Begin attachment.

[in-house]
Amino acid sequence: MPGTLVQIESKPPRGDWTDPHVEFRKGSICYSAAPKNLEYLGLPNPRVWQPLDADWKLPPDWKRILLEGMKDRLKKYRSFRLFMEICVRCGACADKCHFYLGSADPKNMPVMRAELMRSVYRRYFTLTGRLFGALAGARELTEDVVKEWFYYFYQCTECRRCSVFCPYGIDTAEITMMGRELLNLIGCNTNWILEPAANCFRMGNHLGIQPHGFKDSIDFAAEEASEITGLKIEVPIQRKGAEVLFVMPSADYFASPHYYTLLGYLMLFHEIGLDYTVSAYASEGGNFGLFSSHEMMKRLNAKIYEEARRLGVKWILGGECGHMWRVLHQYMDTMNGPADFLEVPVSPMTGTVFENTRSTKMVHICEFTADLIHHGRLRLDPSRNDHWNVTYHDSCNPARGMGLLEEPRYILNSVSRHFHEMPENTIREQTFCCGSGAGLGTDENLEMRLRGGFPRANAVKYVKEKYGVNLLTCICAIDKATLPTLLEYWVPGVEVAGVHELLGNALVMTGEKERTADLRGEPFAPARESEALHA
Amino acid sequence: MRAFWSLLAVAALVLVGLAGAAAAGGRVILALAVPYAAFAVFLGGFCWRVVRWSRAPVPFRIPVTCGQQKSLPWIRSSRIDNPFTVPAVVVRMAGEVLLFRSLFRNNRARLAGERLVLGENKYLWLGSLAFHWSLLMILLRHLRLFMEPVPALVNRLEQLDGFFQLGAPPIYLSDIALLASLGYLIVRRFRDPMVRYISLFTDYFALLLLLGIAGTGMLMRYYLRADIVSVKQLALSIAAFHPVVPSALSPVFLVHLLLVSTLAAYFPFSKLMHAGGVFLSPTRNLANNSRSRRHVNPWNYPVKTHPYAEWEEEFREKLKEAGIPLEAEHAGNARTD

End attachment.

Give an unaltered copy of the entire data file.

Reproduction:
[in-house]
Amino acid sequence: MPGTLVQIESKPPRGDWTDPHVEFRKGSICYSAAPKNLEYLGLPNPRVWQPLDADWKLPPDWKRILLEGMKDRLKKYRSFRLFMEICVRCGACADKCHFYLGSADPKNMPVMRAELMRSVYRRYFTLTGRLFGALAGARELTEDVVKEWFYYFYQCTECRRCSVFCPYGIDTAEITMMGRELLNLIGCNTNWILEPAANCFRMGNHLGIQPHGFKDSIDFAAEEASEITGLKIEVPIQRKGAEVLFVMPSADYFASPHYYTLLGYLMLFHEIGLDYTVSAYASEGGNFGLFSSHEMMKRLNAKIYEEARRLGVKWILGGECGHMWRVLHQYMDTMNGPADFLEVPVSPMTGTVFENTRSTKMVHICEFTADLIHHGRLRLDPSRNDHWNVTYHDSCNPARGMGLLEEPRYILNSVSRHFHEMPENTIREQTFCCGSGAGLGTDENLEMRLRGGFPRANAVKYVKEKYGVNLLTCICAIDKATLPTLLEYWVPGVEVAGVHELLGNALVMTGEKERTADLRGEPFAPARESEALHA
Amino acid sequence: MRAFWSLLAVAALVLVGLAGAAAAGGRVILALAVPYAAFAVFLGGFCWRVVRWSRAPVPFRIPVTCGQQKSLPWIRSSRIDNPFTVPAVVVRMAGEVLLFRSLFRNNRARLAGERLVLGENKYLWLGSLAFHWSLLMILLRHLRLFMEPVPALVNRLEQLDGFFQLGAPPIYLSDIALLASLGYLIVRRFRDPMVRYISLFTDYFALLLLLGIAGTGMLMRYYLRADIVSVKQLALSIAAFHPVVPSALSPVFLVHLLLVSTLAAYFPFSKLMHAGGVFLSPTRNLANNSRSRRHVNPWNYPVKTHPYAEWEEEFREKLKEAGIPLEAEHAGNARTD